Late Monday night, I arrived home for good after traveling to and from my sister’s place (four hours away) over the last four weeks. I didn’t intend to be gone so long, nor did I intend to take that much time off of work. Though, I was able to squeeze in a few days here and a few hours in between, my original plan was to spend just two weeks with my sis and the rest of the time working on my growing business.
Instead, between a (fantastic) design festival I attended in Cleveland, OH and an adorable baby boy who decided start the process of birth just as I summited the pass on my way home, my schedule has been less than predictable.
Our family has always been extremely poised and willing during any major life event. I remember growing up having family friend’s over who were going through a divorce or struggling with a miscarriage. Or spending time playing games with extended family while they grieved the loss of their daughter.
When I found out my sister was pregnant with our family’s first baby (she always does everything first even though she’s my younger sister), I knew I would do anything for her. I already feel that way about her in general but adding a baby to that equation means I feel it that much more.
Spending two weeks with her postpartum was an easy and emphatic, “YES.”
But it wasn’t easy. And it was even harder to spend the better part of four weeks away from my husband, my life, and the business I care so much about.
In times of need, big or small, it’s easy to loose yourself in someone else’s needs. It’s easy to feel guilty for taking time for yourself, tell them when you need it, and actually follow through without cutting it short or cutting it out entirely.
All but a few days, I would wake up and walk to my favorite coffee shop—something I enjoy doing as a part of my morning routine at home. For an hour or two I would hold space for myself. I would listen a podcast or two, observe the houses nestled in the neighborhood, or call a friend from across the country to enjoy the company.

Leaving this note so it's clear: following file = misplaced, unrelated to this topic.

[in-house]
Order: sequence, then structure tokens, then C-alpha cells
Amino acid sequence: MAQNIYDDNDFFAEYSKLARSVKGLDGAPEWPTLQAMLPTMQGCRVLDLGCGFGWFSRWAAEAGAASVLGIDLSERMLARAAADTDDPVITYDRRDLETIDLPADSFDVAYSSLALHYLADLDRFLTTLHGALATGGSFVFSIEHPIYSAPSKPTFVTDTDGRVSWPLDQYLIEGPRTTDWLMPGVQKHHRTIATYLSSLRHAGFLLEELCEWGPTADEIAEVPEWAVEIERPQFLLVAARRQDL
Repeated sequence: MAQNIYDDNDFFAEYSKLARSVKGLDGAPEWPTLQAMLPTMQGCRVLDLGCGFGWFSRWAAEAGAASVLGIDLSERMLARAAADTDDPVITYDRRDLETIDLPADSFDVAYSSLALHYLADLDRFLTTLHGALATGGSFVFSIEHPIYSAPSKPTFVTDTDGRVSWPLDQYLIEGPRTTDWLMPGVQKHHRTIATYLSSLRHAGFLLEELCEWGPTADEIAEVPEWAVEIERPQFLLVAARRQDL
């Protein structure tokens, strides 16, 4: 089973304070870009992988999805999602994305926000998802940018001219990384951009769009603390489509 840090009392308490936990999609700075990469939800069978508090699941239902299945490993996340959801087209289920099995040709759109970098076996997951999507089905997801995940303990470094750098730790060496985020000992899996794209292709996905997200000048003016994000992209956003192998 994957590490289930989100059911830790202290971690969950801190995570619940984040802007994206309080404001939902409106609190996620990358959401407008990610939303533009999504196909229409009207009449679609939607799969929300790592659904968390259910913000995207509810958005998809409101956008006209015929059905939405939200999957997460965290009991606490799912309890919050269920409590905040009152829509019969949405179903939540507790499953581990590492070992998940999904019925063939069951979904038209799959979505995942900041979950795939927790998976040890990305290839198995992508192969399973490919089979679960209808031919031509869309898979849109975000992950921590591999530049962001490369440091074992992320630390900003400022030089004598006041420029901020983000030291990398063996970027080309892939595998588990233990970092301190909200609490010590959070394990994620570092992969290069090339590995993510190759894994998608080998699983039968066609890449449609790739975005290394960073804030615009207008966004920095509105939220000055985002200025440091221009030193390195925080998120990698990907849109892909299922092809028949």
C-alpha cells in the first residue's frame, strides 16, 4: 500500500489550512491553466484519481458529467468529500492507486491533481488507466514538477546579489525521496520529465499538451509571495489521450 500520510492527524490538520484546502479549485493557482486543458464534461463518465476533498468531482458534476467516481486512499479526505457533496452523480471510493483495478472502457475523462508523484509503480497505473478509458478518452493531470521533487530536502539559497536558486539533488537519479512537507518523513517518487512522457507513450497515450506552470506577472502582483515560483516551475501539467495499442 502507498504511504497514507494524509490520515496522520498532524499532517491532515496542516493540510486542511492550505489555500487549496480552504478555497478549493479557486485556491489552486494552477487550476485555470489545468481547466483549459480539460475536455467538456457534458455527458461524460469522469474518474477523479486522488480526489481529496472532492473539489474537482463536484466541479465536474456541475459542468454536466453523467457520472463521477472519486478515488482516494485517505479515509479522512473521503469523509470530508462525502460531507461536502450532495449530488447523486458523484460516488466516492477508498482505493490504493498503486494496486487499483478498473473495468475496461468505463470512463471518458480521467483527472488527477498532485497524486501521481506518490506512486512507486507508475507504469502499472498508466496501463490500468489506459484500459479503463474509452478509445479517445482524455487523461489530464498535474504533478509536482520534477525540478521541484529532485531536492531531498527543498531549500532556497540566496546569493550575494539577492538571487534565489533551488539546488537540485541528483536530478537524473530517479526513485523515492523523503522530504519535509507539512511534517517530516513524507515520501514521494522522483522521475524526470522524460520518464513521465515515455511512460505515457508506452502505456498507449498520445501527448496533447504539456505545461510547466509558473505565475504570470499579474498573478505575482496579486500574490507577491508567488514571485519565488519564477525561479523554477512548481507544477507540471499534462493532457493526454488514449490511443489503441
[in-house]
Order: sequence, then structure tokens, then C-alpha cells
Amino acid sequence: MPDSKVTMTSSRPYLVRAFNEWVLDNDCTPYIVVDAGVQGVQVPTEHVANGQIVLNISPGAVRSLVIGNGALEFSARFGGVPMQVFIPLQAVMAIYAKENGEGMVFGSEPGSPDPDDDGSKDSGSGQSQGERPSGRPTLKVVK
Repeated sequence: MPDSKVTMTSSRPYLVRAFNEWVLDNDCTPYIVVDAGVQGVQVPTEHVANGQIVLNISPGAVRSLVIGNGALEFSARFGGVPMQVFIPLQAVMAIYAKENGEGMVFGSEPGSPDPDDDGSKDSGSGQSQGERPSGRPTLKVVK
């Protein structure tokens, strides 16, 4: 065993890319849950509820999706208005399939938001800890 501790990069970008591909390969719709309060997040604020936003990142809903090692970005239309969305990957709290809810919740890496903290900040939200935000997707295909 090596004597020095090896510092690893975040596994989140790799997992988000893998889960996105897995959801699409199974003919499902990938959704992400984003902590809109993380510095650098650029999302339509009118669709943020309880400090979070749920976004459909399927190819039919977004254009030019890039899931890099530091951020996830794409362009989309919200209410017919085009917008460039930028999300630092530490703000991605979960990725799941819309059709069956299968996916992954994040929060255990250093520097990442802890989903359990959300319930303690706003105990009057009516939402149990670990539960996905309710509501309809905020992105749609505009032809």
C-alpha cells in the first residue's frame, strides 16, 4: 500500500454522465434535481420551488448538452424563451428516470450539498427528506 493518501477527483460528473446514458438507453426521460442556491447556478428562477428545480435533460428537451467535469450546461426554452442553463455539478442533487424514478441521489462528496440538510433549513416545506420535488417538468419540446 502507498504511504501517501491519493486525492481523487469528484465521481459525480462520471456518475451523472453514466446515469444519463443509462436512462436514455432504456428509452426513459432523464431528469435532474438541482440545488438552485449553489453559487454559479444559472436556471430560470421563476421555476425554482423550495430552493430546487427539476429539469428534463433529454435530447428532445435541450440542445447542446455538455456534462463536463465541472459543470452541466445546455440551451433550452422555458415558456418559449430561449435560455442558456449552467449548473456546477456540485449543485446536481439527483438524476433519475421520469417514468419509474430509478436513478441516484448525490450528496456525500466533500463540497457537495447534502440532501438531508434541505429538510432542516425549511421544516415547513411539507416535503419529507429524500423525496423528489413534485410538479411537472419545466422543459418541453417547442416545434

The other day I (finally) got a chance to participate in the #omhg chat on Twitter for the first time. The topic was how to give good and keep ourselves from burning out or becoming embittered.
One thing I shared was that I truly believe generosity starts with you, and I don’t mean that in the traditional sense of “be the change you want to see in the world” (though these concepts are not mutually exclusive). Generosity starts with you in that you must be 100% in order to give 100%. You must put yourself first, no matter how counter intuitive.
If we always put others first without any regard for ourselves, we will run ourselves ragged. Lisa Jacobs shared, “like on the airplane, you have to make sure you’ve put on your own air mask before you can help others.”
How much are we able to do for anyone if we are always sick, hurting, exhausted, and unhappy? Taking care of you teaches others how to respect you and empowers others to care for themselves. It is not selfish, it is strategic.
When you send email at 3am; respond to client fires immediately and often without established boundaries; sacrifice sleep, food, exercise, relationships and your general wellness, you are setting up expectations regardless of what your words have stated.
We must show our children, friends, and clients how we want to be treated and empower them as a strong example of self-respect.
Though being there for my sister was much more than I anticipated, I still made time for me. In taking care of my needs, even in a small ways, I was able to be that much more present, helpful, and gracious with her.
Are you taking 100% care of yourself so you can give to others?
I am designing a course on developing meaningful relationships for the indie designer called Cultivate. One of the principles I am fleshing out is this concept of putting yourself first so that you may better serve others. I invite your thoughtful comments and welcome the opportunity for dialogue.
Meet Erin Anacker | Betwixt
Erin Anacker is a People Enthusiast at Betwixt—a business helping women in design connect with their people. When she’s not thinking too hard, you’ll find her out on the trail, drinking a good latte, or boisterously enjoying the company of friends.